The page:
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Ocwen's shares were up 7.3 percent at $10.30 in premarket trading on Monday. The stock has lost about three quarters of its value in the past year.
The portfolio comprises about 81,000 performing loans owned by government-controlled mortgage finance firm Freddie Mac.
The U.S. Federal Housing Finance Agency (FHFA) runs Freddie Mac and Fannie Mae through conservatorships after they were bailed out by taxpayer money during the financial crisis.
"This transaction represents the first step in the execution of our previously announced strategy to transfer certain types of non-strategic servicing," Ocwen Chief Executive Ronald Faris said.
Mortgage servicers such as Ocwen have grown exponentially since the financial crisis by buying up the rights to service mortgages after new capital regulations made the business too costly for banks to maintain.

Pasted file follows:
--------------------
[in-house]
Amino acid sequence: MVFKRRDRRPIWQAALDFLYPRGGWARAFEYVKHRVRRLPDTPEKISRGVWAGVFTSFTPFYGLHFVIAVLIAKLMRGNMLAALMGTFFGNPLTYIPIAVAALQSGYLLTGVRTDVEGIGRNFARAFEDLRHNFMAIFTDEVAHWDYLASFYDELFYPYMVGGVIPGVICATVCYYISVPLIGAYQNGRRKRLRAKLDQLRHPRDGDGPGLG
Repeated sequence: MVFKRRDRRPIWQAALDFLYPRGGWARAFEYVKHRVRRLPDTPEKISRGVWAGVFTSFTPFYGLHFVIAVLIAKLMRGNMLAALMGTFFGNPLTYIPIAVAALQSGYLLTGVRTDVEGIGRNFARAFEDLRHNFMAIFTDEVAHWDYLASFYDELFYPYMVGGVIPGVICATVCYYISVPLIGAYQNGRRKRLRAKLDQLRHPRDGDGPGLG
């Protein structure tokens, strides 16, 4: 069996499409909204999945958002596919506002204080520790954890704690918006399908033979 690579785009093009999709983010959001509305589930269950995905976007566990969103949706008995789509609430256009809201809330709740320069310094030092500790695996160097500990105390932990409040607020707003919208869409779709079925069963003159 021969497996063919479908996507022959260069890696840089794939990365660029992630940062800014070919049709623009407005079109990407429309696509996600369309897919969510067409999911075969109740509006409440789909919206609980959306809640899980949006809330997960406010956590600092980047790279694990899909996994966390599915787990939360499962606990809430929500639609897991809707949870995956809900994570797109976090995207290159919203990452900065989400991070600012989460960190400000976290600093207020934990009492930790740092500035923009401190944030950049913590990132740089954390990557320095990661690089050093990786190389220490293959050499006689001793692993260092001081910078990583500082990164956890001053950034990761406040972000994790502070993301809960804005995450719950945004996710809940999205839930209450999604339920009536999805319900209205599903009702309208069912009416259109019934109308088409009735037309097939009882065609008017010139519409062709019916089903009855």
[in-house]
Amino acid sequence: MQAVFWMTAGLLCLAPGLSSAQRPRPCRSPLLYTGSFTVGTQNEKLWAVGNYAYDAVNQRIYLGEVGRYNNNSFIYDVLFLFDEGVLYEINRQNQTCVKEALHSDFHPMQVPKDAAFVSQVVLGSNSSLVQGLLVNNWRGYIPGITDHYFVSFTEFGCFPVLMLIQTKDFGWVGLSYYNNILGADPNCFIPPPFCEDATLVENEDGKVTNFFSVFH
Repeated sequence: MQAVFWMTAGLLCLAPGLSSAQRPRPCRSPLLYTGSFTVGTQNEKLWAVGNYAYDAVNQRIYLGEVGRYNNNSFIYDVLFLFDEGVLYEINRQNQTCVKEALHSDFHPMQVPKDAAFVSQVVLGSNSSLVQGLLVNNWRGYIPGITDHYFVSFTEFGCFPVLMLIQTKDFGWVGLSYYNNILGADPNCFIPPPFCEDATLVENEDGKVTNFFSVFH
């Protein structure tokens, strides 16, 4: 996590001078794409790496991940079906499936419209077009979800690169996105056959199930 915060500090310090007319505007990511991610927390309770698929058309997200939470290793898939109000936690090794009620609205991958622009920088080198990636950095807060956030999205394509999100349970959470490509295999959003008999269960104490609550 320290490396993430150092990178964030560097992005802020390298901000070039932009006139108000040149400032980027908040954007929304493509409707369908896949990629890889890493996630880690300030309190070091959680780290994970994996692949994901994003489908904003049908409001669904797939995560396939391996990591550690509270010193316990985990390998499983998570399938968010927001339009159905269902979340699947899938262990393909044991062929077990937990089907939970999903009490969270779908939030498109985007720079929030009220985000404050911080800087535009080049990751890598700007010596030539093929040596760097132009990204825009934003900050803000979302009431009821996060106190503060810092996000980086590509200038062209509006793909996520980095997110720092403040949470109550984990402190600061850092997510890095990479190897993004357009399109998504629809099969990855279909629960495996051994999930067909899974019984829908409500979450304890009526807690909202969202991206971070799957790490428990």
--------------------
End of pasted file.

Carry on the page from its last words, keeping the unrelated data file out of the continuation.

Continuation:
But investments in systems and procedures did not keep pace with their expansion, causing headaches for many homeowners.
Ocwen had to pay $150 million in penalties in December related to improper foreclosures. As part of the settlement, the company's founder and chief executive stepped down.
Ocwen and Nationstar expect the transaction to close by March 31.
Nationstar's shares were up 4 percent before the bell.